By YS Chan
In most third world countries, patriotism is defined as support for the government of the day. Instead of being debunked, the definition is perpetuated after changes of government.
It is also customary for the regime in power to whip up nationalistic sentiments because many less developed societies tend to mix up nationalism with patriotism.
Nationalism shows its ugly side when citizens of one country rejoice in the downfall of another.
While celebrating a win in sports is healthy nationalism, unsporting behaviour will tarnish the image of the country and its people.
Britain chose to pull out of the European Union because of nationalism, and the same sentiment may see Scotland voting for independence from the United Kingdom. Donald Trump is clearly a nationalist but he will be unpatriotic if his policies bring harm to the United States.
North Korea is famous for its huge military parades, designed to whip up nationalistic fervour and keep its citizens in check.
To commemorate important events, people around the world would raise national flags and sing national anthems.
Raising the Jalur Gemilang and belting out Negaraku would make Malaysians reverberate with pride, but such nationalistic ardour must be translated into positive action to be patriotic.
Parking indiscriminately to participate at such events and leaving the venue littered with garbage are anything but patriotic. So are uniformed officers practicing corruption.
If we continue to measure patriotism by the number of national flags we fly, we will remain a superficial nation. Our national flag is sacred and should be flown majestically on a flag pole, not used as an ornament.
It is common to find many government buildings decorated with a large number of national flags. Mercifully, it is no longer the practice to distribute mini flags to be fastened on cars. These flags would often fall off, to be rolled over by passing vehicles.
The press has been guilty of promoting a falsehood by calling those who bedeck their vehicles, trishaws or bicycles with many such flags “patriotic”.
It is time everyone promotes true patriotism and leaves out the rhetoric.
First of all, healthy nationalistic feelings for our country must be translated into concrete action; otherwise they remain as superficial displays.
Schoolchildren should study and play hard to become wholesome adults. While rote learning is good for developing memory skills, it is more important to understand and practise what is learnt.
There is no lack of moral and religious studies for students in schools, and millions of Malaysians regularly throng places of worship, but courtesy is grossly lacking in adults and children, showing these exercises in studying and praying to be nothing more than rituals.
Adults, too, should work hard and stay healthy to be productive. Those who truthfully declare their income and pay the tax are the largest group of patriots in this country. Those who keep themselves healthy so as not to burden the government with the bill for their healthcare are also considered patriotic.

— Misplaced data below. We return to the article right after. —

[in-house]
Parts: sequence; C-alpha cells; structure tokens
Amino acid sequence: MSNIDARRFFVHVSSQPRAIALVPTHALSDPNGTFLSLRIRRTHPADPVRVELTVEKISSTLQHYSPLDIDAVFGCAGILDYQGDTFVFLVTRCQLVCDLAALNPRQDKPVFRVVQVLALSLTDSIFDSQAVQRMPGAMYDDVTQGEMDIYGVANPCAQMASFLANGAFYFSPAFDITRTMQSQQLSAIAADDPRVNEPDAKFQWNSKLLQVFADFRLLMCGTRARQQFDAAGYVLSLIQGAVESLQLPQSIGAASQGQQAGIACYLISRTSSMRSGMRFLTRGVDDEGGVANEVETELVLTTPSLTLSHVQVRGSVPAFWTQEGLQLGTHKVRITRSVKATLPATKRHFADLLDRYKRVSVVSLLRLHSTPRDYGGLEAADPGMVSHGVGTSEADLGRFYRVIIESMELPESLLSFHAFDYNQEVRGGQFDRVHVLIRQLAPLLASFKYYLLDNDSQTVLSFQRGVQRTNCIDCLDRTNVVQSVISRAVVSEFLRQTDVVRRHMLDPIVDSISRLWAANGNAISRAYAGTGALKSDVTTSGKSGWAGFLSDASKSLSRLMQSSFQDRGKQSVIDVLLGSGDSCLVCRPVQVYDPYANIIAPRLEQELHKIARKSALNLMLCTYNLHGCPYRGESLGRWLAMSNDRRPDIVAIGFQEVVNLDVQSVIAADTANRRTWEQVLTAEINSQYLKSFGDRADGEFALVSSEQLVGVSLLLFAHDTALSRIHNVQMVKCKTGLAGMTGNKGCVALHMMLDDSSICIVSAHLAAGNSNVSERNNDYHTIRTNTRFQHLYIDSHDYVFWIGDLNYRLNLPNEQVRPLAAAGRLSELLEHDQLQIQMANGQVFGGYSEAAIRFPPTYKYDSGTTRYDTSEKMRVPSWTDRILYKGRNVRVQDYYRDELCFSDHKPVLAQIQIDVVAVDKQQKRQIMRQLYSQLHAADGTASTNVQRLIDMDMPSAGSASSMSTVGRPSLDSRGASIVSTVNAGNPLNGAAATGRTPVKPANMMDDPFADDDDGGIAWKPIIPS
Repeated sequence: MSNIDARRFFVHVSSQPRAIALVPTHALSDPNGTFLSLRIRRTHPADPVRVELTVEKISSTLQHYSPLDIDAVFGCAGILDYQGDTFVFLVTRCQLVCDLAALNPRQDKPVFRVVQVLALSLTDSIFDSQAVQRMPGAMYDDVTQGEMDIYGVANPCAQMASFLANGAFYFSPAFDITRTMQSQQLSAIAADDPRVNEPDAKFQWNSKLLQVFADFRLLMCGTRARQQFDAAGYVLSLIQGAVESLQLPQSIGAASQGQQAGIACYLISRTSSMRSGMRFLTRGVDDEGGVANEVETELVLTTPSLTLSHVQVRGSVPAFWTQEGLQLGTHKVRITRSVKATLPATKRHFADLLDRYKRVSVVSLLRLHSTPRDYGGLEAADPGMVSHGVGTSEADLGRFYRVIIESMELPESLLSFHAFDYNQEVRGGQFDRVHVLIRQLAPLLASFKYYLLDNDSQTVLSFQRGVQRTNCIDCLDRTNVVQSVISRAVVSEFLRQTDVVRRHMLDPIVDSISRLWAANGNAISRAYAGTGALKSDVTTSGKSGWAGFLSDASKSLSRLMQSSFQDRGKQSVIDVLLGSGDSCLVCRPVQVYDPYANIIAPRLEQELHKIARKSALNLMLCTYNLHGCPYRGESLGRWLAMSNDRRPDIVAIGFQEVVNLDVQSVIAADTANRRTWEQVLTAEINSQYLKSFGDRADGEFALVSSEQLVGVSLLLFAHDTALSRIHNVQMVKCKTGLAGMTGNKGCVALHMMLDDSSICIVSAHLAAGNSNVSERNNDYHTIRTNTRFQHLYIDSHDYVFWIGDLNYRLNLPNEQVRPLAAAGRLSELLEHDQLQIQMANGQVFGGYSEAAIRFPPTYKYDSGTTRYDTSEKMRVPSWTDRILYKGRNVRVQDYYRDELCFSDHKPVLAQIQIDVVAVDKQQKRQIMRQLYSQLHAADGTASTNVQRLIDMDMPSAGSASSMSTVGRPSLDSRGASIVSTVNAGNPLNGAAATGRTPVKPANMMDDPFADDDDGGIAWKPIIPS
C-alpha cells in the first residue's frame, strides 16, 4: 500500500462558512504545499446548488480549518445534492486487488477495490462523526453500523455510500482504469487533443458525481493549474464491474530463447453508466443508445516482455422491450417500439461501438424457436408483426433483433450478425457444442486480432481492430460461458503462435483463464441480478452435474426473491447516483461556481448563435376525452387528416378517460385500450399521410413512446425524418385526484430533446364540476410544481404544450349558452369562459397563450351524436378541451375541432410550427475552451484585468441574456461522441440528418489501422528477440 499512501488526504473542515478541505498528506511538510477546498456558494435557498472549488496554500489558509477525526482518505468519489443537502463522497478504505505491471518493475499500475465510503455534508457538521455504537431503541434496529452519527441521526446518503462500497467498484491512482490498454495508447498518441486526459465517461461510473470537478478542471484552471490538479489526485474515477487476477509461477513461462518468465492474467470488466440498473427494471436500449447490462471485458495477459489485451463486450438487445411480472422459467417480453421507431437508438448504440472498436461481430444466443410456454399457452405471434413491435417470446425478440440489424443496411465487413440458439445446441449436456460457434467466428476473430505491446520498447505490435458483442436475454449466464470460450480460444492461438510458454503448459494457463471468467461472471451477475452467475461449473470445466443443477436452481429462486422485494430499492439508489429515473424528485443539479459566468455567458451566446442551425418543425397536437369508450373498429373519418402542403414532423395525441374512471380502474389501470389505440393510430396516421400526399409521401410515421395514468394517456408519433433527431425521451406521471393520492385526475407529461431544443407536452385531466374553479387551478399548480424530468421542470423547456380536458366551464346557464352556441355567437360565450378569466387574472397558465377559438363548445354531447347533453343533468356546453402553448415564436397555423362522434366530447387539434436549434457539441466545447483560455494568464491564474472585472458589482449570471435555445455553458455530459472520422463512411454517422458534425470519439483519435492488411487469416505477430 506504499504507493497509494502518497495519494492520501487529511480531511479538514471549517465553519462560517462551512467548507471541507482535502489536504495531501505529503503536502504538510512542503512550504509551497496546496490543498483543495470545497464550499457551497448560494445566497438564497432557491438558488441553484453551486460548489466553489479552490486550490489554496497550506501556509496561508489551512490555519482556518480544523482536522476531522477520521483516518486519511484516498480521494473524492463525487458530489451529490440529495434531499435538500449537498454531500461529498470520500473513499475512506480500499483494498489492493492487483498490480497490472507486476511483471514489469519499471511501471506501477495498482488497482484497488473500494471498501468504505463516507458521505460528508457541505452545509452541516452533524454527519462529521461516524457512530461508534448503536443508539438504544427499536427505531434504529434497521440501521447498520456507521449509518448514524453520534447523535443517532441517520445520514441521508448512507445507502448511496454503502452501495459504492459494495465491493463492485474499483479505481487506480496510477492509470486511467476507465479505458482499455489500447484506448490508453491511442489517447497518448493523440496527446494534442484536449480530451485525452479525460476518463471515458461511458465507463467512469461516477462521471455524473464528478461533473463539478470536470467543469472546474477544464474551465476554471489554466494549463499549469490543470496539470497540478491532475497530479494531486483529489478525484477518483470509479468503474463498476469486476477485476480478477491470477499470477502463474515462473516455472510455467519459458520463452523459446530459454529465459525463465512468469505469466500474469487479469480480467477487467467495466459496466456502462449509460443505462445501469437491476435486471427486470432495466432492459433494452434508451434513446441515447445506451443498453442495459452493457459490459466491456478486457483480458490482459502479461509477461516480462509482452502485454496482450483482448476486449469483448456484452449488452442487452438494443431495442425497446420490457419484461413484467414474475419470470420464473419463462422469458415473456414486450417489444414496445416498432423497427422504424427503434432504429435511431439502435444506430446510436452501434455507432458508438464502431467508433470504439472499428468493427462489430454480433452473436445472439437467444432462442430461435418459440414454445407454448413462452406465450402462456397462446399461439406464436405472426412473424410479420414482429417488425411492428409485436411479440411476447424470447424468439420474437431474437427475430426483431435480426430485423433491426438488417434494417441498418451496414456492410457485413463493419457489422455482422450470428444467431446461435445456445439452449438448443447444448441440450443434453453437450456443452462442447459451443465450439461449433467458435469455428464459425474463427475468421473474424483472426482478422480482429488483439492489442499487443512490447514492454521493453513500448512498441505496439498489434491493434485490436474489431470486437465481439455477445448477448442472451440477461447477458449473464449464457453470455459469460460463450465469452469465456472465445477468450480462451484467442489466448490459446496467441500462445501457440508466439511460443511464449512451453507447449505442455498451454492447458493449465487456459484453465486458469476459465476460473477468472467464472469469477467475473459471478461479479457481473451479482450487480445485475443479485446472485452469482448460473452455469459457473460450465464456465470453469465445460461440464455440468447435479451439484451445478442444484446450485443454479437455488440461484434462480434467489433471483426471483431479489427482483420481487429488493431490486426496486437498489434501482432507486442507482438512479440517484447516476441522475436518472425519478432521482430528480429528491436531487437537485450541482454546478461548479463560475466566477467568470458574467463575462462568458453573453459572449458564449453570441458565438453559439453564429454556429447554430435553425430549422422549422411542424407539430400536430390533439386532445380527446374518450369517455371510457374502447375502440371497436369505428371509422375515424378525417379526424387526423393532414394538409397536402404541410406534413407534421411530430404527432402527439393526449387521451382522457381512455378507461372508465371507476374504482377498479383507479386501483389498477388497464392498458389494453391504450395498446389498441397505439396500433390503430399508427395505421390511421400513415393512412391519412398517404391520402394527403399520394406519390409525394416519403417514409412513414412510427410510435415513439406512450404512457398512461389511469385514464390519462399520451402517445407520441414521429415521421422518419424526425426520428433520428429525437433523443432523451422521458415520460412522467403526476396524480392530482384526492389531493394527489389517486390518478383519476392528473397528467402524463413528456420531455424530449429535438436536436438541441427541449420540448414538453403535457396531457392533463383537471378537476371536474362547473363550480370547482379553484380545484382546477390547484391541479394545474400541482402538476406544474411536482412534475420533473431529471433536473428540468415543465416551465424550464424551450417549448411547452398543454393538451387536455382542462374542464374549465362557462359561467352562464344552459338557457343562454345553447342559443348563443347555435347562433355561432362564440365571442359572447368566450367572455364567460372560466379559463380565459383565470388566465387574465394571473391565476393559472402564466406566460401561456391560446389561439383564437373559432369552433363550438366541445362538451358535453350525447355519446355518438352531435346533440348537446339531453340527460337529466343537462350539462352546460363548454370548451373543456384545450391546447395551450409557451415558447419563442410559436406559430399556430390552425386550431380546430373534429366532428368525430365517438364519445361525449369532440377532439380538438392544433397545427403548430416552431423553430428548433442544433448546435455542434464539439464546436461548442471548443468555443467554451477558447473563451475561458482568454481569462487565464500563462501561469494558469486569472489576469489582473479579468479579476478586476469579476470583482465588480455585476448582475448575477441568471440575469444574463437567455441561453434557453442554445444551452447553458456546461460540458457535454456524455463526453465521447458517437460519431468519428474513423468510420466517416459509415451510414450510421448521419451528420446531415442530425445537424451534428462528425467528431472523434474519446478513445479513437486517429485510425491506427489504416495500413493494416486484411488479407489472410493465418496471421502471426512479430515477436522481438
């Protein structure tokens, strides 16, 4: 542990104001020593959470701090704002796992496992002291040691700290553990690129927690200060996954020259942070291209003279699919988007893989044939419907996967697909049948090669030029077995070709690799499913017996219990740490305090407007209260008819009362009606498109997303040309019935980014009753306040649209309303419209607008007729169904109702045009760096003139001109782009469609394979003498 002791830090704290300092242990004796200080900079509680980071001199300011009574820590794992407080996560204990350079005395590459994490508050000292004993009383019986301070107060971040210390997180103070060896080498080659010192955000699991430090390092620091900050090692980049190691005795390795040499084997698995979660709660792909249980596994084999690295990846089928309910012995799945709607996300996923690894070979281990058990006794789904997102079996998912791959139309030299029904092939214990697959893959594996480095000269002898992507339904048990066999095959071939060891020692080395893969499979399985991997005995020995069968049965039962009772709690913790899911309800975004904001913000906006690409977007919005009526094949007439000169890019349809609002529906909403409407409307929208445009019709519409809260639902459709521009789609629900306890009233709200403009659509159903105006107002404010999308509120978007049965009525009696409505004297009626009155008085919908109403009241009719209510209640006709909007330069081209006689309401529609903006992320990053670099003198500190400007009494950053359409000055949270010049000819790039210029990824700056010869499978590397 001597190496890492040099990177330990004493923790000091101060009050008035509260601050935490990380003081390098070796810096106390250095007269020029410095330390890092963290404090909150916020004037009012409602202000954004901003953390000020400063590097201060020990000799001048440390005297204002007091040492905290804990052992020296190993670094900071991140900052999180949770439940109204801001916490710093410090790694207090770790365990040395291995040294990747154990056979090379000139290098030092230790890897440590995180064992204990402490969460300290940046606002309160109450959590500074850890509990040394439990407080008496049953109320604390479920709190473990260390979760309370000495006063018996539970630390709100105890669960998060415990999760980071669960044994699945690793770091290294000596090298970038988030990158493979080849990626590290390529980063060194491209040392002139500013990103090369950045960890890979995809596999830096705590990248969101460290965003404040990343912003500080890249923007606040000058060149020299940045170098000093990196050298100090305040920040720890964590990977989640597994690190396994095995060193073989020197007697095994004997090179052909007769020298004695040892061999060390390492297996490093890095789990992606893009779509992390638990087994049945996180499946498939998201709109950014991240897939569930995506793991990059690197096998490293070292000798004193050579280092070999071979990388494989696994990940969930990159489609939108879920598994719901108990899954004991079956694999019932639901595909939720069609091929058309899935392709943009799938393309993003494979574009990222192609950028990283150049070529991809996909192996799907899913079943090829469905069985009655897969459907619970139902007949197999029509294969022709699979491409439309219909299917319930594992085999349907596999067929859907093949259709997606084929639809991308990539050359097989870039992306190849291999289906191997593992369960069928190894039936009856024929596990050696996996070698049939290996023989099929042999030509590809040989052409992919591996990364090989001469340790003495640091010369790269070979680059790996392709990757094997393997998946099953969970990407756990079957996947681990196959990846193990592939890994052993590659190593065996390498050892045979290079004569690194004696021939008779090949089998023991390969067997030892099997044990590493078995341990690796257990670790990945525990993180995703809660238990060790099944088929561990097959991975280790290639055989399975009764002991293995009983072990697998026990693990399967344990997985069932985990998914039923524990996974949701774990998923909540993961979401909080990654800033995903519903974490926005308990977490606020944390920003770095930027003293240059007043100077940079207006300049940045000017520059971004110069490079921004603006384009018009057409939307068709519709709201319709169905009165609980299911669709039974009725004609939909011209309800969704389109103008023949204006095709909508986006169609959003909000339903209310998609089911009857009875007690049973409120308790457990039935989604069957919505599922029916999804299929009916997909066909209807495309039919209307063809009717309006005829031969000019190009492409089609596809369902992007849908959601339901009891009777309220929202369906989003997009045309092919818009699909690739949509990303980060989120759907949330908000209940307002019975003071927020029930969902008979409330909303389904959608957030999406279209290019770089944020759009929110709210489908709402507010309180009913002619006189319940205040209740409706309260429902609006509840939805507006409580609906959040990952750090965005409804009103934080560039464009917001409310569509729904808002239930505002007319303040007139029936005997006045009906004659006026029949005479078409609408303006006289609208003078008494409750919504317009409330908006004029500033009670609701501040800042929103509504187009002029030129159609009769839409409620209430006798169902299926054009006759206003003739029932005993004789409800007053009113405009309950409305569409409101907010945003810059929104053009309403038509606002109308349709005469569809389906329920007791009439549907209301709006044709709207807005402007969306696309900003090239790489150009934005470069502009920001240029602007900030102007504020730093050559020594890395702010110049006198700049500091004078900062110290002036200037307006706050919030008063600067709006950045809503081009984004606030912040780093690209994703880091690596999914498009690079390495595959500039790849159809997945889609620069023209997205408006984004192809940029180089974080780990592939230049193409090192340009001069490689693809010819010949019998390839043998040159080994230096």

Those who contribute to charity and society by volunteering are even more patriotic. The contributions can be in the form of treasure, talent or time.
It is the duty of those in the uniformed forces to defend the country, ensure law and order, and keep the civilians safe. But those who risk their lives in covert operations, such as the Special Branch officers who infiltrate and mix with the enemy to gain intelligence, are our greatest patriots.
Sportsmen and sportswomen who have won international competitions are heroes who deserve all the accolades we can shower on them.
While ugly nationalists are hated in other countries, patriots are admired universally as they make their country great without harming others.
For our country to progress, we need to introduce incremental steps. What is the point of aiming to be among the top 20 countries by 2050 when current issues are not addressed?
Can we really expect to reach there in 33 years? We were nowhere near the top 20 countries 33 years ago. Can we assume that all the other countries will stagnate while we are able to develop rapidly in the next 33 years so as to be in the top 20?
It makes sense to compete with the top countries only if our progress already nearly matches theirs.
What we have are middle-income earners, a group that includes the government servants, most of whom are unable to earn enough to live comfortably, and the poor who are continuing to suffer.
What we need are leaders who can introduce solid and sound measures to raise the standard of living in this country. When they do, they will be saluted by all Malaysians as the greatest patriots of all.
YS Chan is an FMT reader
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